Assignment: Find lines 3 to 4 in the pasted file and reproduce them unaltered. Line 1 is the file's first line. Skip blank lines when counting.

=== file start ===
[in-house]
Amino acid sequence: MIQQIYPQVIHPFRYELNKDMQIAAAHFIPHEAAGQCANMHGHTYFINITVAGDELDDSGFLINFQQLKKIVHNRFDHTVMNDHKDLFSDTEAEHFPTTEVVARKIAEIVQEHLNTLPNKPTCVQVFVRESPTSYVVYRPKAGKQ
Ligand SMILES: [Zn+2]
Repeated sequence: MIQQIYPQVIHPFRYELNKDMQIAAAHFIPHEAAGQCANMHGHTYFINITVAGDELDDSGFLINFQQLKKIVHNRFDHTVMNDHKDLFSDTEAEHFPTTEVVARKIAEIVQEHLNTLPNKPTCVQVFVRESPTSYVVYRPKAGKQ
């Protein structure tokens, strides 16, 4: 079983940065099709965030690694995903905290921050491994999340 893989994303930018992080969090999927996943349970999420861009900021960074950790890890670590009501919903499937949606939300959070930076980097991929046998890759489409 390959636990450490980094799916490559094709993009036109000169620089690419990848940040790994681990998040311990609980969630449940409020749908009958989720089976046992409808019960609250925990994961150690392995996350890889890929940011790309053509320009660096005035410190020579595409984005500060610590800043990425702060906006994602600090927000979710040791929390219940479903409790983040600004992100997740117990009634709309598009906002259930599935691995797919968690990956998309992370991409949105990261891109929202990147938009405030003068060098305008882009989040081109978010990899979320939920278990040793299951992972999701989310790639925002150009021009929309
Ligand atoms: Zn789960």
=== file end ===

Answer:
Ligand SMILES: [Zn+2]
Repeated sequence: MIQQIYPQVIHPFRYELNKDMQIAAAHFIPHEAAGQCANMHGHTYFINITVAGDELDDSGFLINFQQLKKIVHNRFDHTVMNDHKDLFSDTEAEHFPTTEVVARKIAEIVQEHLNTLPNKPTCVQVFVRESPTSYVVYRPKAGKQ